MCN Commentary & Analysis

Review: Cats

I never liked the show, “Cats.”

Critics never liked the show, “Cats.”

More than 73 million people have bought tickets to the show, “Cats.” And even if just half of them liked it and one-quarter loved it, that’s over 36 million people who will enjoy this movie.

Tom Hooper and co-writer Lee Hall didn’t transform the show. They made a movie with cinematic skills and recreated the show. Cats.

It is one of the saddest things in film criticism when critics decided that pissing on something is more cool — or hip, if you will — than actually reviewing what the movie is.

It’s fucking CATS!!!

I don’t know what “jellicle” means. I don’t care.

I don’t care about Jason Derulo’s schlong. But I was fascinated by the amount of digital work and costume choices to eliminate any human sex parts in a film where everyone under 45 is wearing skintight costumes. (They also made some butts rounder and more dramatic.)

I am not the audience for this movie. Not in the least. I love the theater. I never come late. But I still have anxiety about going to see anything in the Winter Garden Theater on Broadway because “Cats” was there for so long.

But my lord… it’s “Cats.” “Midnight… all the kitties are sleeeeeeeping.”

I feel a bit like this about the hatred that showed up for Charlie’s Angels. I mean… come on. It’s Charlie’s Angels!

I am going to recommend Cats on Rotten Tomatoes because if you like Cats: The Show you are going to like or love Cats The Motion Picture.

And I have news for you… I still get shit from lazy thinkers about The Phantom of the Opera (which was my frontrunner for a week before I was the first and only person for weeks to call Million Dollar Baby the likely winner). I would not see that show on stage. I have never seen that show on stage. But I thought Joel Schumacher made the gay soap opera that it was rather nicely and way beyond my expectations and I thought both Emmy Rossum and Gerard Butler acquitted themselves quite well. I never said I loved the movie. I didn’t. And I misjudged how the negativity would affect Academy voters (and that they really didn’t want more movie musicals). But the movie did $155 million worldwide. 33% Tomatometer. 84% Audience Score.

I expect much the same for Cats.

It isn’t for me. It isn’t for film critics. But it is what it is.

18 Responses to “Review: Cats”

  1. Connor Butthead says:

    This review honestly sounds like it was written like a five year old. The writer makes the point, “It is one of the saddest things in film criticism when critics decided that pissing on something is more cool – or hip, if you will – than actually reviewing what the movie is.” which would be totally valid if they had actually gone on to review the movie themselves, but no, it’s just a bunch of vague statements and rambling about other people’s opinions.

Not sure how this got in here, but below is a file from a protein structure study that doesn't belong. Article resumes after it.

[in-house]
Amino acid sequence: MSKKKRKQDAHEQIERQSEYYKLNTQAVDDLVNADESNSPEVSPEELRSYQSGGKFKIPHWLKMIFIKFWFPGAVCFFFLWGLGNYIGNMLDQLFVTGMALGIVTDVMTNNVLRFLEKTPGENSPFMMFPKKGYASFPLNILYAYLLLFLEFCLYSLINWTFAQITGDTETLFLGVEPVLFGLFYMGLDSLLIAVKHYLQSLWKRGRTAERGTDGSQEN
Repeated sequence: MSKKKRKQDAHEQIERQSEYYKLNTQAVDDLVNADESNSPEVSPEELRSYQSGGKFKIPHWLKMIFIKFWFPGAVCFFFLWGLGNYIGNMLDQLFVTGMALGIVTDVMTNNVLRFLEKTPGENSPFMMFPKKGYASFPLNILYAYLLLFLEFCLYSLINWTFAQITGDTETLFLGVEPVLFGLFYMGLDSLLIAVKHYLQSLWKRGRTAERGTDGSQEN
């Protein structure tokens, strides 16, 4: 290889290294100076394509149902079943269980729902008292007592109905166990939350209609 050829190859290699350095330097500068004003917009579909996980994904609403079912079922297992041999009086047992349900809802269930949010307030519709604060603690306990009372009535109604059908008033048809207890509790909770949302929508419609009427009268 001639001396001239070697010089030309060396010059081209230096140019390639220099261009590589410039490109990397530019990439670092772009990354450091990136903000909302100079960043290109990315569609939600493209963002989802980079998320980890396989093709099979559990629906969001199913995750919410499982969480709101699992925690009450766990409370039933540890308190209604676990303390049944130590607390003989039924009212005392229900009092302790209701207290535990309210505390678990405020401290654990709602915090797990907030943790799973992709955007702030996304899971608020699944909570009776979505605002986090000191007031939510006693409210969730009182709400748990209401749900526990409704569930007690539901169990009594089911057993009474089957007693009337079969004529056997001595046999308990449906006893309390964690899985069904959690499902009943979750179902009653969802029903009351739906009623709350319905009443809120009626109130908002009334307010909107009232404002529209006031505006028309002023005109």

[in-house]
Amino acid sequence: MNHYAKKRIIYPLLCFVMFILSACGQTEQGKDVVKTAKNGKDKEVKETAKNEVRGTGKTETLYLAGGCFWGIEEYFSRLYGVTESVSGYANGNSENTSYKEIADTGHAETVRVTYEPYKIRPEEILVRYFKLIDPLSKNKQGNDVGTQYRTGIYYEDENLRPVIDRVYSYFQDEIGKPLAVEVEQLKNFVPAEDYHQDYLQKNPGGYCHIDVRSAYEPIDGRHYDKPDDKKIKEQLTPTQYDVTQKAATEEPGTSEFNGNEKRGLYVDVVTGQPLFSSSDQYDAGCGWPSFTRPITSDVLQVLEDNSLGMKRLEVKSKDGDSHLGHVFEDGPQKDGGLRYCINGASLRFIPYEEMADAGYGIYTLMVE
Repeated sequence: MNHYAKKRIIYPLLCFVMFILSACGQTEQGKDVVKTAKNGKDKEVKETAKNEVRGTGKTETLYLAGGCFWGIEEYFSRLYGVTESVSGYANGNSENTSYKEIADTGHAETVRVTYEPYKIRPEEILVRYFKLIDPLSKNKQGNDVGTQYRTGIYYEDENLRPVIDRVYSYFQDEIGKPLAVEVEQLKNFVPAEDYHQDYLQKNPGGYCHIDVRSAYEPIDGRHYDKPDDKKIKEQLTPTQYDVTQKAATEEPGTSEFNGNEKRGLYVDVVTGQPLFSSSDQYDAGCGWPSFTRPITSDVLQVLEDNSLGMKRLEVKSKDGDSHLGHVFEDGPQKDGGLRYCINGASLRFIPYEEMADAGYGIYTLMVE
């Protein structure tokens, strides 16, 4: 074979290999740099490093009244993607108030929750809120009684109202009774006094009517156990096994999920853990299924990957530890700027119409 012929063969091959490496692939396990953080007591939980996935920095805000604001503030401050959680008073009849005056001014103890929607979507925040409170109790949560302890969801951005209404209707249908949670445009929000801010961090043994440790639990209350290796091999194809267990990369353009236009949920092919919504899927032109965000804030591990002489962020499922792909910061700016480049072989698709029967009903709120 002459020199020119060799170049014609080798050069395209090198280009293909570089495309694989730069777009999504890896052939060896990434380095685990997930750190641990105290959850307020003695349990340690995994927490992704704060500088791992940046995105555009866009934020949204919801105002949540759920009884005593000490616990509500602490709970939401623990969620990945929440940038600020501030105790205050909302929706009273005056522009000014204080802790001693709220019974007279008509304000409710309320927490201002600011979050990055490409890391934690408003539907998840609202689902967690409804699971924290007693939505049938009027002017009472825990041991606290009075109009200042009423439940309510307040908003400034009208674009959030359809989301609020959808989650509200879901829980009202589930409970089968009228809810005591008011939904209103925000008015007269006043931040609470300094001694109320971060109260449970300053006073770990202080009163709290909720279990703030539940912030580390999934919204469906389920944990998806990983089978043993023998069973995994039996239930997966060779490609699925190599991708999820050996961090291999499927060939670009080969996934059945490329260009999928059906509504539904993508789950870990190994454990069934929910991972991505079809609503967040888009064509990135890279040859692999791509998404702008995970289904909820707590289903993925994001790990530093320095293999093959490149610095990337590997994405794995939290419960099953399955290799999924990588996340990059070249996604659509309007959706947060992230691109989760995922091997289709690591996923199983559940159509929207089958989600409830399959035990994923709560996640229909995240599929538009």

This should NOT be weighted by rotten tomatoes.

  2. David Poland says:

    So, Mr. Butthead… you don’t know exactly what I think of Cats from this review?

  3. movieman says:

    A lot of effort (and considerable skill) went into making “Cats” into a movie, but to little avail.
    It feels trapped inside a Never Never Land existing between stage, screen and a computer lab.
    I had a hard time discerning a “plot,” there’s precious little characterization to any of the cats, and the score–except “Memory,” of course–is stubbornly unmemorable.
    My screening companion told me that Grizelda (that’s her name, right?) had as minuscule a role in the stage production with–what?–two fleeting appearances.
    I’m assuming Betty Buckley must have won the Tony because she sang “Memory” really, really well. (And she did.)
    But yikes. Imagine all that downtime backstage between scenes!
    It’s enough to drive a person crazy…to quote a far more talented musical theater composer than ALW.

    I have no idea how it’s going to do as a film. “Phantom” was an even bigger stage hit and the movie tanked.
    There were three other people in our auditorium last night. (Two of whom performed a coughing duet from start to finish: you’d swear they rehearsed beforehand.)

  4. Bob Burns says:

    bloggers and film critics judge everything by the rules of actor-driven drama. Over and over, they ignore the music, and judge musicals by the stuff between the songs, without ever realizing that musicals are always about the songs. If a musical has two or three really good songs it gets an A+, even if the rest is mediocre.

  5. movieman says:

    Daunting statistic:

    Disney’s “Frozen 2” made more money from just domestic theaters in its fifth weekend of release ($12.4 million) than “Cats” earned globally this weekend ($10.9 million).

  6. cadavra says:

    Haven’t seen the film yet, but IIRC, the opening number of that stage show explains that Jellicles are the specific breed of cat who populate the alley where the action takes place.

    And you are eminently correct about the critics waiting to piss on it. Can anyone remember the last adaptation of a Broadway musical the critics didn’t dump on? CABARET, maybe?

  7. mustang sally says:

    Weak effort. Both the column and the movie.